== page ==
What Karun says is absolutely right. We need to think of the components as Horizontal Components and Vertical Components — the former are general-purpose (working across multiple or all industries) while the latter are much more specific to certain industries. Interestingly, there are XML standards being created for multiple industries which could serve as the base for building these components.

    Karun once again:

    You wrote: “I could visually define the business processes, rules and information flows in my enterprise. Still better, the system could come with a library of business processes from which I could use. While most SMEs do follow some processes, they may not necessarily be the most efficient. Being able to identify other companies in similar segments whose processes and flows could be used can help me define the processes for use in my company. The software would then automatically generate the necessary business objects and logic based on my choices. If required, I could then use English to define special business rules for my company.”

    In my company we implemented TQM, but the people we learnt it from made sure that it was people centric rather than process centric. There exist process definition documents, but they are ancillary to the results that each employee is required to do. In every task, the aspects that we measure are some or all of PQDCM — productivity, quality, delivery (per schedule), cost, and morale. We set numeric targets and measure the actual result, and insist on continuous improvements. If we realize something is not being achieved despite the metrics showing improvement, we need to see whether the metrics need to be re-designed / enhanced.

    Your tool could begin with the business process design, but each step should have the person and the metric(s) by which it is measured including two dimensions: targets and actuals. That would then feed into each person’s areas (metrics) of accountability. In my company we have a software system where anyone can log in and they will see their metrics and the metrics of those who report to them. ou can click on a particular item to see the support documents (like business process, quality measuring procedures, etc.). This system of being people focused has worked great. Once you only specify the result (in a metric) that must be achieved by the person, it is up to him or her to use creativity and talent to achieve it. If he or she does, the data will record it, and they will eventually be recognized and rewarded. I have also found that poor performers leave of their own accord without any sense of indignence, because it is clear what the performance was. TQM is something every small business should learn — it works wonders.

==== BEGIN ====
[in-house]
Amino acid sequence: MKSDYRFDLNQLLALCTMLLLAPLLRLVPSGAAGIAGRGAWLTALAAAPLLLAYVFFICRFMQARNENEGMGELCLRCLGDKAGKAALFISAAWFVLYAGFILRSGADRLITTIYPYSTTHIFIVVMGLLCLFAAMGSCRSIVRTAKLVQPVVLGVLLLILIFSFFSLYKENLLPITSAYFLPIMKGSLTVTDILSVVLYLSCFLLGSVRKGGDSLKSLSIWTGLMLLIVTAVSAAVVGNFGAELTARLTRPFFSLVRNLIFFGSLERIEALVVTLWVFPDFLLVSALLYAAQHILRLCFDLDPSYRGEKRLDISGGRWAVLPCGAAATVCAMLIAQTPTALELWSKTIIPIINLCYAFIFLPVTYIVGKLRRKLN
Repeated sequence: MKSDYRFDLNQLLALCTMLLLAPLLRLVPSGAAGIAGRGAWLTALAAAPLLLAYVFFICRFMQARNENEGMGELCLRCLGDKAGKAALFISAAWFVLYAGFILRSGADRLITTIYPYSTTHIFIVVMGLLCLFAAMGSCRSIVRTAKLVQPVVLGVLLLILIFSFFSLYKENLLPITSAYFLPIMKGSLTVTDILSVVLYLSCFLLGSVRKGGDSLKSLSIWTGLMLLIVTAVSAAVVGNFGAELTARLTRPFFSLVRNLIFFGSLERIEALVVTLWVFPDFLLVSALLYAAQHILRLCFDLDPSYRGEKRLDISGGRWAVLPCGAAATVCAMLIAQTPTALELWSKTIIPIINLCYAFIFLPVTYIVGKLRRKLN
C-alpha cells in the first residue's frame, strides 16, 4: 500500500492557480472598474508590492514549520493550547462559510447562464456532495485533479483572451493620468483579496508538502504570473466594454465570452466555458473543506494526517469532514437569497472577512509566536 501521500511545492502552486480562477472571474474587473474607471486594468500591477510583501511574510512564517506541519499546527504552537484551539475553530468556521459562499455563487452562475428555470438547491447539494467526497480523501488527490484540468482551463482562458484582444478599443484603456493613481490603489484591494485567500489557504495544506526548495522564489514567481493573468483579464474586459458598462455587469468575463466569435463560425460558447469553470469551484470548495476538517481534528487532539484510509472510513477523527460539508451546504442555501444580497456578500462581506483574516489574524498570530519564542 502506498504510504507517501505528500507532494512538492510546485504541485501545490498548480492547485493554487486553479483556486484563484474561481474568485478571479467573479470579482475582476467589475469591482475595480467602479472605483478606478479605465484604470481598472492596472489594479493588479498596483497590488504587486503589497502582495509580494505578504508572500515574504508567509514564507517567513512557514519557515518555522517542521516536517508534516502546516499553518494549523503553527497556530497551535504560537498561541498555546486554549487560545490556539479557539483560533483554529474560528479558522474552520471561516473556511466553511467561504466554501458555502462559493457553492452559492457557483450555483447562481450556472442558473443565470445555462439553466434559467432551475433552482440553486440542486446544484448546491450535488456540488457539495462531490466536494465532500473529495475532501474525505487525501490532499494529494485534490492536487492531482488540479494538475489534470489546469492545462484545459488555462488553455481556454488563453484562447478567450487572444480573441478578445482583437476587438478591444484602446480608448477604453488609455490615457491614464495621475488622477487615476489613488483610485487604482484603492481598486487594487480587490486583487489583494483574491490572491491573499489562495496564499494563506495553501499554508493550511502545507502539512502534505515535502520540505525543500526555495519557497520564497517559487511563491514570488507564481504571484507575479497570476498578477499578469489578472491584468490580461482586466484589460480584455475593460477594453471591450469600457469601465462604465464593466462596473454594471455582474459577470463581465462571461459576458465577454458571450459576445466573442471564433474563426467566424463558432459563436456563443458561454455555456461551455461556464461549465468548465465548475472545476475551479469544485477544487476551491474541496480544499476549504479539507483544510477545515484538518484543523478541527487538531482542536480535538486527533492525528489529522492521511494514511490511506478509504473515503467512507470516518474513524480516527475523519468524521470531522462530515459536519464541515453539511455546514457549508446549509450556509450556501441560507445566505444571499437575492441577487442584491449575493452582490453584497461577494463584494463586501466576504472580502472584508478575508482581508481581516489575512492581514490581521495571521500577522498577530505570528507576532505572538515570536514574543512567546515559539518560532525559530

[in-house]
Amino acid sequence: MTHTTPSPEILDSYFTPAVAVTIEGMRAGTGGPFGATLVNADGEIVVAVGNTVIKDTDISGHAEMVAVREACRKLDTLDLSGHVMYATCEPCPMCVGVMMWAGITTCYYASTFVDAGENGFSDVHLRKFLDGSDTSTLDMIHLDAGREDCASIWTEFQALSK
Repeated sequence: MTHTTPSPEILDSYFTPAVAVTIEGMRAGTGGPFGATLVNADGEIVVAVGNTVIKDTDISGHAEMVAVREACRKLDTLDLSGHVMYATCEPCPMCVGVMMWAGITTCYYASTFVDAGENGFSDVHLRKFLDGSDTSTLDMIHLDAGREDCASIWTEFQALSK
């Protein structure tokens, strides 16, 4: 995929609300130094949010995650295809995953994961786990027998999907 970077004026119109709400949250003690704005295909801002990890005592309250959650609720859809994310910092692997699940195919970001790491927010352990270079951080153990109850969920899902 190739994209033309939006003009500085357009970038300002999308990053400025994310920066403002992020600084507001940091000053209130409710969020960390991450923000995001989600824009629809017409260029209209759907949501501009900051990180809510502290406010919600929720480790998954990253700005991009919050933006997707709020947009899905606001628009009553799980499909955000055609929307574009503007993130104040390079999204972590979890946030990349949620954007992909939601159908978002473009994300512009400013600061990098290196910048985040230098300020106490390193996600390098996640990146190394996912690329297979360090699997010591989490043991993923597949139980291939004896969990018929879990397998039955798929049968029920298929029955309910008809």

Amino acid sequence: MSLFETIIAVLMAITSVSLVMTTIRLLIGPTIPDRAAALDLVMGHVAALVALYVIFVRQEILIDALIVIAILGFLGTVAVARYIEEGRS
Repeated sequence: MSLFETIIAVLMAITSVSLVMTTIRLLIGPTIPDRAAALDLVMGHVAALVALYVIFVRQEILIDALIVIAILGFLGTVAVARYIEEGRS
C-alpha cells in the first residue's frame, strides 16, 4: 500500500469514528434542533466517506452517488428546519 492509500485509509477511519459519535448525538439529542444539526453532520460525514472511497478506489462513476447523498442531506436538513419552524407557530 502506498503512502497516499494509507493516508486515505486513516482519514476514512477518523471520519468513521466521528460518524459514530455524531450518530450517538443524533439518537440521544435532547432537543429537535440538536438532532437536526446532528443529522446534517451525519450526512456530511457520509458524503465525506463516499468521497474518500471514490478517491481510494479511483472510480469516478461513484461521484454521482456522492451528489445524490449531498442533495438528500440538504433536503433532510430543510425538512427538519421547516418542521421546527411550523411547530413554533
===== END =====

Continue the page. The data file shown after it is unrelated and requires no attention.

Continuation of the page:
Maybe you can incorporate some of this in your product if you think it make sense.

    Excellent thoughts, and something we should definitely keep in mind when we get to the execution of the enterprise software ideas.

    UDDI’s Slow Progress

    News.com writes on UDDI in Directory assistance for Web services?:

    Born during the business-to-business e-commerce craze, the directory project was touted as a “Yellow Pages” for e-commerce applications and services. The basis of the directory is a Web services specification called Universal Description, Discovery and Integration (UDDI), which identifies and catalogs Web services so they can be easily found online.
    The specification is finding a home, albeit slowly, in big companies as a way to build directories for internal Web services projects–allowing the companies to better catalog and communicate services across departments. Yet the bigger dream to build the UDDI-based public Web services directory, known as the UDDI Business Registry, is just that for now–a dream, experts say.